Even though travel is my passion, I do get lonely sometimes. I miss my best friends, my family, my tex-mex, the smell of my hometown, the feeling of effortless belonging. Some days, like holidays or birthdays, can be really hard. But we’re also fortunate to live in the time of endlessly helpful travel and communication apps like WhatsApp, Viber, Line, and Skype, so I can pick up my phone and instantly connect with anyone. (Unless the 14-plus-hour time difference makes me wait out of compassion for my snoozing parents.)

Like any other emotion, homesickness always passes. And when it does, I’m still so happy to be where I am.

10. I know that I’m privileged.

Travel has opened my eyes to the huge range of lives people lead—and are forced to lead—on this planet. To be able to travel as I have, I know that I am more fortunate than so many others. I may scrounge and save to be able to do it, but knowing how fortunate I am makes me especially conscious of the choices I make when I travel. I support local, responsible, and sustainable tourism efforts as much as possible.

11. I understand that this lifestyle isn’t for everyone, and that’s okay.

It’s probably pretty clear by now that I love travel. I love the new foods, smells, people, and even those moments when I think, “What did I get myself into?” But at the same time, I know that travel isn’t right for everyone all the time. If you’re even slightly considering traveling, I encourage you to go for it. But if now isn’t the right time for you, that’s okay too.

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If travel has taught me anything, it’s that the world is full of people who are similar and yet so astoundingly different, and the key to happiness is, as Joseph Campbell says, to follow your bliss.

12. I’m not sure where my travels will take me, but I know it’ll be worth it.

I saved the most exciting confession for last: Who knows where I’ll end up at the end of these travels? Or what I’ll learn? Or how I’ll change? I certainly can’t anticipate even half of what lays before me, but what an exhilarating thought: to be part of a worldwide community of travelers, of people, all going somewhere with open minds to see and learn something new.

Can’t get enough traveling? Read more about the 12 ways travel makes you a better person.

Featured photo credit: Stephen Lewis via unsplash.com

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Last Updated on January 21, 2020

The Best Way to Create a Vision for the Life You Want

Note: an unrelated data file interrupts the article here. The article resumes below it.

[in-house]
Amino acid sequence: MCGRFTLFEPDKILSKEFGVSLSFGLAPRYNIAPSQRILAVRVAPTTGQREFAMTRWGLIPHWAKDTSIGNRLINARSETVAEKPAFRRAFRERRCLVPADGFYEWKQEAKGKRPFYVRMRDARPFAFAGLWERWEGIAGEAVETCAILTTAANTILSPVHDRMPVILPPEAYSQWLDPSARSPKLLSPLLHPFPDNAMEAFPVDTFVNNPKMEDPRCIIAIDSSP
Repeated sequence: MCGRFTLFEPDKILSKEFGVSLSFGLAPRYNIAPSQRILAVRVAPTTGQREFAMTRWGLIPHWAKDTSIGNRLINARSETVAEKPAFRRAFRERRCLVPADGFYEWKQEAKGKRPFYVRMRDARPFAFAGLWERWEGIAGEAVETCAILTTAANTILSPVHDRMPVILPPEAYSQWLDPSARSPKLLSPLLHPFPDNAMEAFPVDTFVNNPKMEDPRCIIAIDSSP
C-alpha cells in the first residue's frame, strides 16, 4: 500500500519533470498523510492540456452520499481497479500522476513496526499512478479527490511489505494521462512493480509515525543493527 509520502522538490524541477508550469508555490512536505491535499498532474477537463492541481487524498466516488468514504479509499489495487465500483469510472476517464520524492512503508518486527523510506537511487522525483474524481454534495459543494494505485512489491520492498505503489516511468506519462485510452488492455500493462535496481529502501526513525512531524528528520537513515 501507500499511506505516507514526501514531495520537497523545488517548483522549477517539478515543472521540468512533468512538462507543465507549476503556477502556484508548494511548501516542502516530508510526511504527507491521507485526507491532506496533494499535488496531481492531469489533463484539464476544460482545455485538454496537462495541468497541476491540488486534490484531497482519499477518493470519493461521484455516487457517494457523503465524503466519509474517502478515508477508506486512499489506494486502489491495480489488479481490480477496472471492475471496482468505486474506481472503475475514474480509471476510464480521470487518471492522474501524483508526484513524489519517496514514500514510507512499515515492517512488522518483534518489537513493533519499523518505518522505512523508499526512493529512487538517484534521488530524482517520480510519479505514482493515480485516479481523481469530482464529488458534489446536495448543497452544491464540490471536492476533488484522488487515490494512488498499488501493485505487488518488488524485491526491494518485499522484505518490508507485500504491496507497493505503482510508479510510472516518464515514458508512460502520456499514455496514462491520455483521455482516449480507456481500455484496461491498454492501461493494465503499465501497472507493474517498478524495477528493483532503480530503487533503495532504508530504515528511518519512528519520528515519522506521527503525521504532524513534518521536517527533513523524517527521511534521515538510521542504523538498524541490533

The Best Way to Create a Vision for the Life You Want

Creating a vision for your life might seem like a frivolous, fantastical waste of time, but it’s not: creating a compelling vision of the life you want is actually one of the most effective strategies for achieving the life of your dreams. Perhaps the best way to look at the concept of a life vision is as a compass to help guide you to take the best actions and make the right choices that help propel you toward your best life.

your vision of where or who you want to be is the greatest asset you have

    Why You Need a Vision

    Experts and life success stories support the idea that with a vision in mind, you are more likely to succeed far beyond what you could otherwise achieve without a clear vision. Think of crafting your life vision as mapping a path to your personal and professional dreams. Life satisfaction and personal happiness are within reach. The harsh reality is that if you don’t develop your own vision, you’ll allow other people and circumstances to direct the course of your life.

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    How to Create Your Life Vision

    Don’t expect a clear and well-defined vision overnight—envisioning your life and determining the course you will follow requires time, and reflection. You need to cultivate vision and perspective, and you also need to apply logic and planning for the practical application of your vision. Your best vision blossoms from your dreams, hopes, and aspirations. It will resonate with your values and ideals, and will generate energy and enthusiasm to help strengthen your commitment to explore the possibilities of your life.

    What Do You Want?

    The question sounds deceptively simple, but it’s often the most difficult to answer. Allowing yourself to explore your deepest desires can be very frightening. You may also not think you have the time to consider something as fanciful as what you want out of life, but it’s important to remind yourself that a life of fulfillment does not usually happen by chance, but by design.

    It’s helpful to ask some thought-provoking questions to help you discover the possibilities of what you want out of life. Consider every aspect of your life, personal and professional, tangible and intangible. Contemplate all the important areas, family and friends, career and success, health and quality of life, spiritual connection and personal growth, and don’t forget about fun and enjoyment.